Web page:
The clinical significance of triple-negative phenotype on prognosis of young age(≤35) breast cancer patients
Dept. of Medicine/석사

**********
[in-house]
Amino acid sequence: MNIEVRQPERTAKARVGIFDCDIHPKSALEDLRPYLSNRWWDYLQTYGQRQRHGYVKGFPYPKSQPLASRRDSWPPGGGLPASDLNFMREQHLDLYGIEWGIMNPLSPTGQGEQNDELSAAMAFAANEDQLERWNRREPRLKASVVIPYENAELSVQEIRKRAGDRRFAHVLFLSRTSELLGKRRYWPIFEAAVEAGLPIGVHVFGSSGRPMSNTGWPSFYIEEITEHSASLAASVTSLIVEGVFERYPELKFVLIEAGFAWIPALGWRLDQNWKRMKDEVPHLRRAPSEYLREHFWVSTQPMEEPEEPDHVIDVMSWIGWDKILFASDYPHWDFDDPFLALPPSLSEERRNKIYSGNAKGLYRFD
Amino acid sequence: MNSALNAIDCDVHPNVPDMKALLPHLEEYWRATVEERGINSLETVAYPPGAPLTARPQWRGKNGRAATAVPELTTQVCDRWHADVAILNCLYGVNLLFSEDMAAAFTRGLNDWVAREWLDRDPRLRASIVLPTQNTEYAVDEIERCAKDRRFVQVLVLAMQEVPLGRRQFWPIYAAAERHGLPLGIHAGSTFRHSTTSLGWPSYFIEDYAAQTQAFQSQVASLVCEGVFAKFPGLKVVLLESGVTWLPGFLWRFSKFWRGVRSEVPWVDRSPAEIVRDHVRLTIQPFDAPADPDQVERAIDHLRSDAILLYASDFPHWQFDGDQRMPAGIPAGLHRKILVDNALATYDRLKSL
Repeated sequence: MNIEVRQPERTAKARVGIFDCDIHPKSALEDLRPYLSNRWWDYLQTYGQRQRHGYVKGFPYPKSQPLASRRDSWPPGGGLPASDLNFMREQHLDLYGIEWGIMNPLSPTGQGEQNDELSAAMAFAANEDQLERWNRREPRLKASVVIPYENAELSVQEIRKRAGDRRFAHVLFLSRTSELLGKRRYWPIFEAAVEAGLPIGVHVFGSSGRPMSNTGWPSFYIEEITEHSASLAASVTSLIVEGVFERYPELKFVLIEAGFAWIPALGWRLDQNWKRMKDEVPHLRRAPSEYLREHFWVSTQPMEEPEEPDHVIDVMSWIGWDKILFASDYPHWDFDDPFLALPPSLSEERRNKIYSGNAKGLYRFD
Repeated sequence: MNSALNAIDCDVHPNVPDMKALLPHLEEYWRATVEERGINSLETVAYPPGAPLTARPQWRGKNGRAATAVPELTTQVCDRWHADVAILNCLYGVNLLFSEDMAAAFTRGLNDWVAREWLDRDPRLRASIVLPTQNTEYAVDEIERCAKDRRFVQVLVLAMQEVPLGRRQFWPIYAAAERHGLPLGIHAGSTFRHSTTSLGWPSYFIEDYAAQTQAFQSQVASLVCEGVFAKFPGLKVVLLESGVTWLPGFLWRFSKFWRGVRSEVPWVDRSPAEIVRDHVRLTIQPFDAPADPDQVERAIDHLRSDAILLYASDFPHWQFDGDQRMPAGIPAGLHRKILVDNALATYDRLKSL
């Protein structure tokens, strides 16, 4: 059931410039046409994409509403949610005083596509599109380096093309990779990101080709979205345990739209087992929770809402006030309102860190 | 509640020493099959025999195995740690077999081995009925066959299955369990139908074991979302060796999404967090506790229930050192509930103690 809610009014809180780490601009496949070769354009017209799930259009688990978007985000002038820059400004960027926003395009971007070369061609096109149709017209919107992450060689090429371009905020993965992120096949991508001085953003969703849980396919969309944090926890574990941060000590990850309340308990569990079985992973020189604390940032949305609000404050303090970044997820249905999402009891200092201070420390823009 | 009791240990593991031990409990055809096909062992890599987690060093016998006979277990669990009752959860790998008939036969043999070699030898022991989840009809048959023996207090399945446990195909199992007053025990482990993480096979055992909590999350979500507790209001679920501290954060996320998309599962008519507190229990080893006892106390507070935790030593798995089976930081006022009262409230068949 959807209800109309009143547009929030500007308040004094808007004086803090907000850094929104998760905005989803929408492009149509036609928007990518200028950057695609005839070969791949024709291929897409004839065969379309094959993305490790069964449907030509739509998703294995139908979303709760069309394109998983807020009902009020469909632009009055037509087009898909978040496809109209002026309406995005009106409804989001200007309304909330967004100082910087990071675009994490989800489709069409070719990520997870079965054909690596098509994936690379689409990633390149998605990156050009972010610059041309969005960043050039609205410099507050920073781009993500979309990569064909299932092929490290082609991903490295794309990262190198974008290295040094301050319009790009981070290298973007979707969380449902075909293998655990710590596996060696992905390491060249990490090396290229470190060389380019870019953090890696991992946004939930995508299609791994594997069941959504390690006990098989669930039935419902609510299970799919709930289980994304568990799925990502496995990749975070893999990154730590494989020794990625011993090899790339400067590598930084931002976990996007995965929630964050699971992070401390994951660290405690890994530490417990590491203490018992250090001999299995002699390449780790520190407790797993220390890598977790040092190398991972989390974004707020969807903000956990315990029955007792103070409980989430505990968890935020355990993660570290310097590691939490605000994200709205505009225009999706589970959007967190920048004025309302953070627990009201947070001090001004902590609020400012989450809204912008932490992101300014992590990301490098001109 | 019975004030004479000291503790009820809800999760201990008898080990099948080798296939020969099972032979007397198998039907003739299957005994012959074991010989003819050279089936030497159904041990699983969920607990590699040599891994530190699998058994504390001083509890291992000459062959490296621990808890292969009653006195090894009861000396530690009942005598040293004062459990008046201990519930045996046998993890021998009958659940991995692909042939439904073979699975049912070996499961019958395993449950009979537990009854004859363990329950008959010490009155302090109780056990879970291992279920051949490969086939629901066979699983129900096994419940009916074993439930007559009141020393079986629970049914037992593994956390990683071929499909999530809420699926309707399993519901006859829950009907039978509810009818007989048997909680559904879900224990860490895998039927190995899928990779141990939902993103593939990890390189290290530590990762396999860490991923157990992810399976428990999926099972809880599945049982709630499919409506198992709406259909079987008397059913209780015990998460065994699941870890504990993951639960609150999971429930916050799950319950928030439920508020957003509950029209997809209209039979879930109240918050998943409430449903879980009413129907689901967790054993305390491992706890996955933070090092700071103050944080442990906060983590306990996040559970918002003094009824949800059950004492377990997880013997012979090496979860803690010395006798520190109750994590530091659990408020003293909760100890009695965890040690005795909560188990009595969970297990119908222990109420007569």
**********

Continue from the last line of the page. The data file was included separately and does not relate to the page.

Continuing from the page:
Young age and triple-negative phenotype have been well-known as a poor prognostic factor in breast cancer. On the basis of hypothesis that differing distributions of molecular subtypes in young women may be a contributor to their poor prognosis, we designed this study to identify clinical significance of triple-negative phenotype in young age breast cancer patients. Between January 1985 and December 2007, 277 patients who had final results of status of hormone receptors and HER2(human epidermal growth factor receptor 2)/neu expression were selected as study cohort. Selected patients were divided into four groups.: Group I, ER(estrogen receptor) or PR(progesterone receptor)-positive and HER2/neu-negative group; Group II, ER or PR-negative and HER2/neu-positive group; Group III, ER, PR and HER2/neu-positive group; Group IV, ER, PR and HER2/neu-negative group. We compared clinicopathological features and analyzed disease-free survival(DFS), locoregional relapse-free survival(LRRFS), distant relapse-free survival(DRFS), and overall survival(OS). In patients characteristics, there was no significant difference among four groups. The median follow-up of all patients was 70.6 months. Survival analysis was performed by comparing group IV with other three groups. There was no significant difference in five-year DFS(p=0.544), LRRFS(p=0.464), DRFS(p=0.872) and OS(p=0.452) between group IV and control group(group I+II+III). In this study, in young age breast cancer patients, triple-negative phenotype did not show worse prognosis compared with other phenotypes.